Allianz Hit From Hedge Fund Implosion Reaches $5.9 Billion

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(Bloomberg) — Allianz SE is setting aside an additional 1.9 billion euros ($2 billion) to resolve lawsuits and regulatory probes tied to the collapse of a group of its hedge funds two years ago.

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The additional amount is a “fair estimate” of the remaining exposure, including potential payments to resolve government proceedings, Allianz said in a statement on Wednesday. The German company is seeking a timely resolution with authorities, it added.

The charges bring the total cost from the implosion of the Florida-based Structured Alpha funds to 5.6 billion euros, after the insurer anounced a 3.7 billion-euro hit earlier in a first round of settlements with investors.

The provisions bring Chief Executive Officer Oliver Baete closer to concluding the most painful chapter in his tenure, reminding investors of the risks associated with the insurer’s giant asset management business. Andreas Wimmer, who took over as the new head of asset management after the debacle, indicated earlier this year that despite the cost, the company plans to push further into alternative asset classes and continue its focus on active fund management.

Shares of Allianz rose 2% at 9:24 a.m. in Frankfurt trading, paring losses this year to 4.8%.

The Structured Alpha hedge funds were designed to provide protection against a market crash yet incurred steep hits during the tumultuous early days of the pandemic. Investors said they lost billions of dollars. Allianz liquidated two of the vehicles in March 2020 and has been unwinding the others.

The case attracted the attention of the U.S. Department of Justice and Securities and Exchange Commission, which both opened investigations.

Allianz said the newest provisions will cut first-quarter profit by 1.6 billion euros after tax, resulting in a net income attributable to shareholders of about 600 million euros. Operating profit in the three months amounts to 3.2 billion euros.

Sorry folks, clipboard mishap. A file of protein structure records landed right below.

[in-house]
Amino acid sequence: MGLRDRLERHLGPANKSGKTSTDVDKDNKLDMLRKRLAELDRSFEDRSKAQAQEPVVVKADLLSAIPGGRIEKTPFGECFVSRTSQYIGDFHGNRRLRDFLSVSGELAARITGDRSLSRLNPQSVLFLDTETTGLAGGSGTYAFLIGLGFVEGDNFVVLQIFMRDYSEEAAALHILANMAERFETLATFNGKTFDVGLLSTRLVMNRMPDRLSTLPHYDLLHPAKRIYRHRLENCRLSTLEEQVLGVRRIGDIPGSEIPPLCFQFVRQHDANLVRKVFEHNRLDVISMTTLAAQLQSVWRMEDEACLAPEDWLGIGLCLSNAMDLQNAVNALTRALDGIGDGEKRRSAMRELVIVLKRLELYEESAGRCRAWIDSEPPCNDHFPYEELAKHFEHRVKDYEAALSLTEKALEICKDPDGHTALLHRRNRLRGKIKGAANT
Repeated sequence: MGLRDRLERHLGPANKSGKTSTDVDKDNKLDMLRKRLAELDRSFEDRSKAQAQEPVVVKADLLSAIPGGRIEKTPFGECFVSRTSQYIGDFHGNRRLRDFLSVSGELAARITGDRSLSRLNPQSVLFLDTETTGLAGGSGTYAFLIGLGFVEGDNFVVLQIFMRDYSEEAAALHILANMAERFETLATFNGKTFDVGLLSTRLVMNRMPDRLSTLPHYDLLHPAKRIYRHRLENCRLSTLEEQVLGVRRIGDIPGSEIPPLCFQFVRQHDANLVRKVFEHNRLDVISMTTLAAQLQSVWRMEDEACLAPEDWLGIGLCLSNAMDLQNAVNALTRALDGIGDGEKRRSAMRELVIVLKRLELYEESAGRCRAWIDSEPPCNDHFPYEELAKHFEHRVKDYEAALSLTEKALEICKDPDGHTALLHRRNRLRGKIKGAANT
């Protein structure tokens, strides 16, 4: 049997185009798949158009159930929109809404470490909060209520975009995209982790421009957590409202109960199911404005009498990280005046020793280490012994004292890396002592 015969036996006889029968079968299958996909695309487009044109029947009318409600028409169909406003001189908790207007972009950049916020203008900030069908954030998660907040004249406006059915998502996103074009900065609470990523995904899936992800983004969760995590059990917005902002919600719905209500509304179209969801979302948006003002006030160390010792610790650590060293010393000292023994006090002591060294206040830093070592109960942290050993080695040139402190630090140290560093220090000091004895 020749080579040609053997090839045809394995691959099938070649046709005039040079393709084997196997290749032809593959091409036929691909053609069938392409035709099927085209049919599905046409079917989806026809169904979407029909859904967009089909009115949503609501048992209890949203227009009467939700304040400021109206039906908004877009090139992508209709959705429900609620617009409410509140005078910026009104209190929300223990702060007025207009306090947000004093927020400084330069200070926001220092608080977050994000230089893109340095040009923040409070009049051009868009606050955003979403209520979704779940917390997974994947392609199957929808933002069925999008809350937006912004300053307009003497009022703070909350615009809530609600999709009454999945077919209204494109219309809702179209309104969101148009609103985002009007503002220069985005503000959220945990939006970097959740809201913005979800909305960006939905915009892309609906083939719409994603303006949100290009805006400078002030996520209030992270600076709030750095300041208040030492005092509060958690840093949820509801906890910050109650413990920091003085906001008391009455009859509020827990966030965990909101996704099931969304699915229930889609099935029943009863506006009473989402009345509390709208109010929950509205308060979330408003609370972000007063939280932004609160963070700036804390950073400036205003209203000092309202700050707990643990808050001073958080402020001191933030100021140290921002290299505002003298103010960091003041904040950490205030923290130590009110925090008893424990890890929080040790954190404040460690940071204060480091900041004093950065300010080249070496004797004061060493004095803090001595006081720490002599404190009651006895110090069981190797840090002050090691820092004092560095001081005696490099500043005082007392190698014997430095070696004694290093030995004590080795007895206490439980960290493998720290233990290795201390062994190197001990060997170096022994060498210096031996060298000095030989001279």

Allianz, which has previously denied wrongdoing, said in March that advisers it’s hired to dig into what happened had so far found no “breaches of duty” by the management board. Two fund managers responsible for Structured Alpha were fired over violations of compliance policies, regulatory records show.

The funds were part of Allianz Global Investors, the sister unit of Pacific Investment Management Co. At the end of last year, Allianz’s total assets under management stood at 2.6 trillion euros.

The lawsuits by investors had accused Allianz of abandoning a stated investment mandate and downside risk protections, and then doubling down on risky strategies in an attempt to recoup losses during the market volatility — a move that some plaintiffs derided as an “extraordinarily risky and self-interested gamble.”

The Structured Alpha team was incentivized to pursue outsized returns, Bloomberg reported earlier. Instead of employing the usual formula for hedge-fund fees — the “2 and 20” mix of management charges and a cut of profits — they were compensated for one thing alone: performance. The bigger the investment gains, the bigger the payday. While Allianz made no secret of this arrangement, clients would later claim it was a recipe for bigger risks.

Fitch Ratings said in a February note it believes that “this case of misconduct is an isolated case and is no indicator of more widespread corporate conduct concerns at the group.”

(Updates with share reaction in fifth paragraph, details from statement throughout.)

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